On Excellence: About turn on integration

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DU PONT bought the oil company Conoco in 1981 as one of the last-gasp attempts by industry to control a supply chain. Fearing another oil embargo, it wanted to ensure a constant supply of raw material to fuel the insatiable appetite of its downstream chemical products operation. But today the old-fashioned idea of backward integration (owning a steel mill if you are a car maker, or a forest if you publish newspapers) is fading. Welcome the latest form: forward integration.

'Services form an envelope round a product; companies make markets by pushing the envelope,' wrote Joseph Fuller, James O'Conor and Richard Rawlinson in the May-June Harvard Business Review. Consider, then, nine elements of forward integration:

The product (or service) itself. Begin with the basic offering - a textile or a mortgage loan. Whether or not it is well made and exciting remains the heart of long-term vitality.

Friendliness. A little more than a dozen years ago Apple re-invented computing with its Apple II; everything, from the company logo to the operating-system software, promised ease of use.

The Macintosh, with its mouse and comfy icons, added to the Apple tradition. The Newton, despite its harsh reception, is another daring effort of the same sort. In general, making a fetish of friendliness can pay big dividends.

Embedded intelligence. Many products are getting smarter. Otis Elevators and Xerox copiers use arrays of microprocessors to diagnose (and sometimes treat) their own ills. I sometimes think my Minolta 9xi camera would cut the grass if I asked it nicely.

Joint product development. More and more companies are intimately involving suppliers, distributors and customers in product development from the start. The power tool division of Ingersoll Rand is master of this discipline, and the result is a recent deluge of friendly (and profitable) products.

Have it your way. At Boeing, the customers wanted an aircraft in which the galleys and lavatories - pipes and all - could be relocated almost anywhere in the cabin 'within hours', according to Business Week magazine. So, in May 1995, when the first Boeing 777 rolls off the production line, the owners will be able to rearrange the aircraft 'within hours, configuring it with one, two or three passenger classes to fit the market at the time'.

Wraparound services. Starkist, the fish processing company, has an innovative tin of tuna called Charlie's Lunch Kit. Inside you get, along with 3.25 ounces of Charlie the tuna, a packet of mayonnaise, a packet of low-calorie mayonnaise, a packet of pickle relish, six wheat crackers and a plastic spoon to mix your own tuna salad spread.

Draeger's, a high-end food shop in Menlo Park, California, offers customers a Culinary Centre that recently had a calendar of 70 classes and events over a 90-day period.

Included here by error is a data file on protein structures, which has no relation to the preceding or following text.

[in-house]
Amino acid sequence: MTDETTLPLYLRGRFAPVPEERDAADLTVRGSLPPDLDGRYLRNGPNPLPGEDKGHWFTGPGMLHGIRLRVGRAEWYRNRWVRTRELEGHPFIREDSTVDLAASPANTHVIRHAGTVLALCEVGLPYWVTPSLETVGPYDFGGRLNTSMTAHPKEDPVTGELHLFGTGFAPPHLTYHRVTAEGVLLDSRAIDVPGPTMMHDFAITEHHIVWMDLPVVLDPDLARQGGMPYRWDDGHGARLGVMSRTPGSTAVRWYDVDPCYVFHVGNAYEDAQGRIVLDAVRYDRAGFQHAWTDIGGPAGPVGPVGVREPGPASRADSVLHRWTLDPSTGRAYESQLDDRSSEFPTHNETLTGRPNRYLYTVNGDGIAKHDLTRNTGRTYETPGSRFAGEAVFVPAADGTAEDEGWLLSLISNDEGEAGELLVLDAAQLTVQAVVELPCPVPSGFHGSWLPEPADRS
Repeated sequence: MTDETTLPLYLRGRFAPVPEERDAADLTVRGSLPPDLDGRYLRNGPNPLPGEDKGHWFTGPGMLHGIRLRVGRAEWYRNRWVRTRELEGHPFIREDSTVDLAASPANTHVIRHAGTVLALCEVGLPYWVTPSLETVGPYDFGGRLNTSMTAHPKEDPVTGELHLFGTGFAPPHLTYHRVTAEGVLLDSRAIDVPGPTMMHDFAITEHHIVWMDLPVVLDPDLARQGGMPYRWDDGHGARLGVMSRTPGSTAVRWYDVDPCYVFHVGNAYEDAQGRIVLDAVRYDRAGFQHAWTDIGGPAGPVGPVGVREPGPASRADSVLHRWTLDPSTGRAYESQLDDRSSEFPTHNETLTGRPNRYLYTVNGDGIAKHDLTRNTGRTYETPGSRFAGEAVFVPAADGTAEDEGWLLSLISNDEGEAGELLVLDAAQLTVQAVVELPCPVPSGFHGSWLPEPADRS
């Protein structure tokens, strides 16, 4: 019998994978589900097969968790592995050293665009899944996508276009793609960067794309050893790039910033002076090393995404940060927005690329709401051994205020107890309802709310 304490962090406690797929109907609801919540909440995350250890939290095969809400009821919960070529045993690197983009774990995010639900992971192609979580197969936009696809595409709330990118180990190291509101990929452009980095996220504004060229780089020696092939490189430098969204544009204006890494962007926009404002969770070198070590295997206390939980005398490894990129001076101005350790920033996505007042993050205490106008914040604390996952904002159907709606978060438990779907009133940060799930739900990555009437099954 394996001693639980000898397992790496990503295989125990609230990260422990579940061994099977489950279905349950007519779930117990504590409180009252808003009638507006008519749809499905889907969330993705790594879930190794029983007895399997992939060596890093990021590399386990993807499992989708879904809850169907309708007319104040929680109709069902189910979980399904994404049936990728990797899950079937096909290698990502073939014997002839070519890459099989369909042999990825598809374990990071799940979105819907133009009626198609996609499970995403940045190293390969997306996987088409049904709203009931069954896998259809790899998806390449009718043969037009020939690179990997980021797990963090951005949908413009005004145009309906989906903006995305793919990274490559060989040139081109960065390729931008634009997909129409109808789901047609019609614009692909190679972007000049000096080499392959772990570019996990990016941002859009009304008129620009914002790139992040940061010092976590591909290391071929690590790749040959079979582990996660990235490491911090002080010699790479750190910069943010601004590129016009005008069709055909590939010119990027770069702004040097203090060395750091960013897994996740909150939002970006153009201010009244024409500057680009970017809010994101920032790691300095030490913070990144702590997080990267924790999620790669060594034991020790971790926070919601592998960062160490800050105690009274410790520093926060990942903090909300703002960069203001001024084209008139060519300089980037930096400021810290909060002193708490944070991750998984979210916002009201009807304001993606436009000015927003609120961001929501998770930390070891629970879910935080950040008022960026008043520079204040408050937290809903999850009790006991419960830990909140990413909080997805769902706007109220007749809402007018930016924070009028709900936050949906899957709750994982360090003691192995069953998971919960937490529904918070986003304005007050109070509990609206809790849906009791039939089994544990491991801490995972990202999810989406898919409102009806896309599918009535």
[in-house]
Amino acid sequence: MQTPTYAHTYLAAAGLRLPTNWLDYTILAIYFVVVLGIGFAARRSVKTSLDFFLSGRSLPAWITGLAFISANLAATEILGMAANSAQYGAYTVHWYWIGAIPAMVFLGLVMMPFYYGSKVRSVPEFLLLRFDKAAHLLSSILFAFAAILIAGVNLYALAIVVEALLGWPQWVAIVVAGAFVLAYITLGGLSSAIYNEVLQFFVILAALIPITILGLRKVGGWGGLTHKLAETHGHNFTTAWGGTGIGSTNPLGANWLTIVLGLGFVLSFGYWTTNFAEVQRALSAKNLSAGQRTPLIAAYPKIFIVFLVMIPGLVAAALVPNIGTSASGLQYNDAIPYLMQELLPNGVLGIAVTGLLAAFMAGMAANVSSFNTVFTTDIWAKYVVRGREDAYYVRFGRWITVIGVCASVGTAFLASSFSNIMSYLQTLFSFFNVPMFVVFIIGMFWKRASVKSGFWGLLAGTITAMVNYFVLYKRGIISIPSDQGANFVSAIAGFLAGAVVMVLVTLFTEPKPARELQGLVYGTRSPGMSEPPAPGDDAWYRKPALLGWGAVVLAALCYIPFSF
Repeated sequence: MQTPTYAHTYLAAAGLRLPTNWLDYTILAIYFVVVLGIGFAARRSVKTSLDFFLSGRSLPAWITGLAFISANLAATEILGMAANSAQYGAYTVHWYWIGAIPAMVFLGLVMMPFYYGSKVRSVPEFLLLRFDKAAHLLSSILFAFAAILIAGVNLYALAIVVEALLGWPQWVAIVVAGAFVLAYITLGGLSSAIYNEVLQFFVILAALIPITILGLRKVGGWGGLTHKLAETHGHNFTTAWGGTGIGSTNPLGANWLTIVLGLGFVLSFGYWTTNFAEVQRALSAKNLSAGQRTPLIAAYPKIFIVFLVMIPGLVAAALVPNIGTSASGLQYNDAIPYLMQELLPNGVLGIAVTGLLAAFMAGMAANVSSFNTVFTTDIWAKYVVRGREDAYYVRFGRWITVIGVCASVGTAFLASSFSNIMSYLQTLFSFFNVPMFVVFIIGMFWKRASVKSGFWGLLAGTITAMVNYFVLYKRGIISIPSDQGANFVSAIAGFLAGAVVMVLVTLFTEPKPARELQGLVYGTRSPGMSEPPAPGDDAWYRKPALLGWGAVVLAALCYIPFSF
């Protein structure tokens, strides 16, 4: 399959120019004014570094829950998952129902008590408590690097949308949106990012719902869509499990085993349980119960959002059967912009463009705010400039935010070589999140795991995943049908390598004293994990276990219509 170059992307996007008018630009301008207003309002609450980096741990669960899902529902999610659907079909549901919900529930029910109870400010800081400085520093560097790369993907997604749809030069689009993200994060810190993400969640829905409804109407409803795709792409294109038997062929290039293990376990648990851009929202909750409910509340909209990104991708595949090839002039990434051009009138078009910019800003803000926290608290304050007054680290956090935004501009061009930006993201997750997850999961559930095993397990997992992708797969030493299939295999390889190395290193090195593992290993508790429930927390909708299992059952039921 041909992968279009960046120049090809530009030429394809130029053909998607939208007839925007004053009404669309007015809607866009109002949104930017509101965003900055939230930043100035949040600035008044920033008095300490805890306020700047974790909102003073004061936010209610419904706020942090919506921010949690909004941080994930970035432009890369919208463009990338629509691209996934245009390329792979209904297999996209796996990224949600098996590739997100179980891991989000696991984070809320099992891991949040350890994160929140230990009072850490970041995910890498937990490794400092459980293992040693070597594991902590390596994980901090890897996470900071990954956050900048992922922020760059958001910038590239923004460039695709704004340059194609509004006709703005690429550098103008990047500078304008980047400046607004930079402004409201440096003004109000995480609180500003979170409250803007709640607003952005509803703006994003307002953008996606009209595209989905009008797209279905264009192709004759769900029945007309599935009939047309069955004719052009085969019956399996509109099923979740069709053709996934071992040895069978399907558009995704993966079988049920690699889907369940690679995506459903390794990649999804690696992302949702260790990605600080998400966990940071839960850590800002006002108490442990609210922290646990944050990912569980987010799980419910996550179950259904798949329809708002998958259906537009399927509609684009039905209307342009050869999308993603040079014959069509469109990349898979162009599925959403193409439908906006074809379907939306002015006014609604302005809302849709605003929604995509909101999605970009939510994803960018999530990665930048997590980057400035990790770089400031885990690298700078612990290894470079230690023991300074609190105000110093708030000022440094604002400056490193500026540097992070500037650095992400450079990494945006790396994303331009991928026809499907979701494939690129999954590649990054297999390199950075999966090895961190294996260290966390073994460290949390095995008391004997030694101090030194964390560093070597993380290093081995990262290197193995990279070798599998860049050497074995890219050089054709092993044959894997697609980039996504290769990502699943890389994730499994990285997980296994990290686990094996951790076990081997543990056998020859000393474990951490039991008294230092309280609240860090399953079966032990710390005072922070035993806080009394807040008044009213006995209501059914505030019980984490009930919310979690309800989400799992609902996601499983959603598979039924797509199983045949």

Both Starkist and Draeger's have transformed basic offering with additional services.

Continuous joint problem- solving. Nypro of Clinton, Massachusetts, is in the mundane business of moulded plastic parts. With a quality programme that equals the famous one at Motorola it has left competitors in the dust. But for Nypro, matchless quality is just the starting point.

Most of its factories are within spitting distance of its big accounts, and customer teams work side by side on every aspect of the relationship. Several Nypro factories even have customers on their boards.

Creative distribution. Merck has just bought Medco, the mail-order drug distributor. The unabashed objective is to gain direct access to (and detailed information about) several million Medco customers.

EDS and Hughes, both subsidiaries of General Motors, offer GM's 10,000 dealers a Dealer Satellite Network and a Dealerline. These sophisticated telecommunications and software systems link all departments in the dealership and provide direct access to GM's consumer financing arm, parts distribution plants, factories, zone offices and fellow dealers.

Turnkey packages. Federal Express has a fast-growing division, Federal Express Business Logistics Services, that manages distribution for customers on a turnkey basis - providing a complete set-up from one outside source.

Baxter International's ValueLink does roughly the same thing for hospital supply management.

Add up all these enhancements and you are a long way from the 'one size fits all' approach to products and services that has long marked mass manufacturing and service provision.

The connective tissue between suppliers and customers is becoming increasingly dense, and is literally redefining whole industries. Figuring out which activities to shuck (outsource) and which to extend and link forward directly into customer operations are perhaps today's primary strategic tasks.

TPG Communications